Garmin CEO Cliff Pemble Takes on ADA Step Challenge


The American Diabetes Association (ADA) recommends that everyone get up and move at least once every 90 minutes to counteract the health risks associated with sitting for long periods of time. To kick off this initiative, the ADA declared May 4th National Get Fit Don’t Sit Day and celebrated their second annual day of wellness by encouraging Americans to lead more active lives. This year, the ADA challenged CEOs from across the country to a step challenge. The 9 CEOs that competed wore a Garmin fitness tracker to see who could get the most steps in a day. They helped motivate their employees and set a good example that working in a traditionally sedentary environment doesn’t mean you can’t commit to staying active.

Garmin CEO, Cliff Pemble, took this challenge head on. “I try to maintain a good work/life balance, which can be difficult at times,” said Pemble. “I enjoy running in the morning, which is relaxing for me and gives me time to think about opportunities or difficult challenges we face.” On the day of the challenge, Pemble started off strong. He took a morning run to get a head start on steps before heading to work. Through his busy schedule, he took breaks during his mid-morning meetings to stand up and walk around. By noon, he met the employees outside for a lunch break stroll around the building. “The high point of the day has definitely been all the support and comradery from Garmin associates,” said Pemble. “It was incredible to see the huge group of Garmin associates that joined me for a walk over lunch.” Charles Brown, Market Director for the ADA’s Kansas and Missouri region, joined us at headquarters to participate in the noon walk. “This is the first year that the ADA has issued a CEO Fitness Challenge, and we’re very excited to see the momentum the challenge carried,” said Brown.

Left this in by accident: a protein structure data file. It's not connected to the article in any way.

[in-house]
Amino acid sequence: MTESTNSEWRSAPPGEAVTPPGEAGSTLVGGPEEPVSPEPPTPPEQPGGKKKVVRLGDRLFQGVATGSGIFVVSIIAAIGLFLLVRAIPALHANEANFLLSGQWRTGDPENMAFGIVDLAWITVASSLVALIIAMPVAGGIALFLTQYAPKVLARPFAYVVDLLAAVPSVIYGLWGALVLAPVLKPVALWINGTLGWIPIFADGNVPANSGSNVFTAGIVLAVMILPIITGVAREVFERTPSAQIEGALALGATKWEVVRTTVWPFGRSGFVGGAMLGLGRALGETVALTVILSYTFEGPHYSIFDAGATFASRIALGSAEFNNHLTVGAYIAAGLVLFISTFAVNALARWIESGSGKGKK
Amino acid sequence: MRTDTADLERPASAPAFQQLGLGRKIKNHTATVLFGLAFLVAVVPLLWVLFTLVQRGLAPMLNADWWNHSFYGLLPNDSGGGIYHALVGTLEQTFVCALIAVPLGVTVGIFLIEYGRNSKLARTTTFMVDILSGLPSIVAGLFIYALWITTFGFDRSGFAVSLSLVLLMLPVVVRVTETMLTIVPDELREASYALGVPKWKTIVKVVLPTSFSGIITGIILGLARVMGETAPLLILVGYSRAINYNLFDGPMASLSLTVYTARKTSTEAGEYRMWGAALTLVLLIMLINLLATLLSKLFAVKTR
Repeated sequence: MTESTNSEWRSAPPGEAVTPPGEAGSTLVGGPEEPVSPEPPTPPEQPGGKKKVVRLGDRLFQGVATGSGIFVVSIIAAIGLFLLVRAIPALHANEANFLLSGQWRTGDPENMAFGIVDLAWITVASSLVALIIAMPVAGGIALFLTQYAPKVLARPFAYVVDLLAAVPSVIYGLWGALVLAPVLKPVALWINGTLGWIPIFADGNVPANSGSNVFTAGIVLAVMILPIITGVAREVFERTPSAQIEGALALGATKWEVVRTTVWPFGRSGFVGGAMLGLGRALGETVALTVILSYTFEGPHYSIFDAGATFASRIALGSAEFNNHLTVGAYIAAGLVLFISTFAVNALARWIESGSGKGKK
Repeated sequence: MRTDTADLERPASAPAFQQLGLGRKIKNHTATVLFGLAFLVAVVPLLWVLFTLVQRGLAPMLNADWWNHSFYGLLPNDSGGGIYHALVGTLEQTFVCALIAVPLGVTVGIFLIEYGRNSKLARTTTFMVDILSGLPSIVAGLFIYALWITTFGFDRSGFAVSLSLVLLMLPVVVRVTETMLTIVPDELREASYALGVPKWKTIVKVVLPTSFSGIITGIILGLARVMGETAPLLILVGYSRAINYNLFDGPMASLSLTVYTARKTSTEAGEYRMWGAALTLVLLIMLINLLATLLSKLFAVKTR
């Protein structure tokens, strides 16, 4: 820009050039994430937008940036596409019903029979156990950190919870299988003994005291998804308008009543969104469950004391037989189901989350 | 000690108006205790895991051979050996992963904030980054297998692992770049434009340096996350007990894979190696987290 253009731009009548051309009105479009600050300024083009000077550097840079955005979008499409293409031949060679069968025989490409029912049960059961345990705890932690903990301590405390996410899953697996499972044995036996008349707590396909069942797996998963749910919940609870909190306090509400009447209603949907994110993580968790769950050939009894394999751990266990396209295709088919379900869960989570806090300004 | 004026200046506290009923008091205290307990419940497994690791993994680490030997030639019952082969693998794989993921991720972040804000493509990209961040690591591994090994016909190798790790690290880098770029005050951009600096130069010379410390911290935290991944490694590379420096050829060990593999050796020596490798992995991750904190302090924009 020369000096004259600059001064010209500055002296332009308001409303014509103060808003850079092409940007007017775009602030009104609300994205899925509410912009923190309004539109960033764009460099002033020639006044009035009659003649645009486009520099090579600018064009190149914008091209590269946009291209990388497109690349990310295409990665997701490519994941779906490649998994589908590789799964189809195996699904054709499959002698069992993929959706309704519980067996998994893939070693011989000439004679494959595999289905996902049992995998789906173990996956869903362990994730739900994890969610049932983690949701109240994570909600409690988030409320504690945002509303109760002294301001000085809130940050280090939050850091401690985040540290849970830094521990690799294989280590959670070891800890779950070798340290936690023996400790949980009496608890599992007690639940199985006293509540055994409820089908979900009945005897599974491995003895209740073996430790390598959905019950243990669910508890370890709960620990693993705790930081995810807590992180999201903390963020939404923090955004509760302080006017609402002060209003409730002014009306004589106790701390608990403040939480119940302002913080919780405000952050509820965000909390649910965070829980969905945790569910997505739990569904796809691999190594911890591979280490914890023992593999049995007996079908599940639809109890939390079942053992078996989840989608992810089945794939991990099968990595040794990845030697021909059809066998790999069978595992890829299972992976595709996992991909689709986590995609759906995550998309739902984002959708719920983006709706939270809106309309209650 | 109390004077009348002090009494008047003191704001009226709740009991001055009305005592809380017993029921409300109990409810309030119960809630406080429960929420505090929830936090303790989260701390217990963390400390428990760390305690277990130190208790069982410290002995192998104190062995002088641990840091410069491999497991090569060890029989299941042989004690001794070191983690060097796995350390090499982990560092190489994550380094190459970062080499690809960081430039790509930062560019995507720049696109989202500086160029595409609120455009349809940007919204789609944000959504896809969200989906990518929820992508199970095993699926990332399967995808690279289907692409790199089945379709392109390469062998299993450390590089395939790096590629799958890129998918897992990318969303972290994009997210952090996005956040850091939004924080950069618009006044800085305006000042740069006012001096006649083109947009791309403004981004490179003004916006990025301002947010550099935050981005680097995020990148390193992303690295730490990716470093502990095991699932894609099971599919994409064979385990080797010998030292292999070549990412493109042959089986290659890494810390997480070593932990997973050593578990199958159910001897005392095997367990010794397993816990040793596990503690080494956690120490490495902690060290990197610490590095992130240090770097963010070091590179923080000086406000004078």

FG9A5612 HM6A2433

After his afternoon walk, Pemble already had over 23,000 steps and more meetings to attend, which meant more sitting! He kept a close eye on the Leaderboard and when he fell behind, it was time to get up and move again. “Things started out slowly for several participants, but I think the thrill of competition infected a large number of them, which is making for an interesting competition,” said Pemble. “I’m going to be working hard tonight to take the lead.” Pemble finished in second place with 53,537 steps, which is the equivalent of 31 miles!

Congratulations to all participants, and we encourage you to continue to work hard to Beat Yesterday!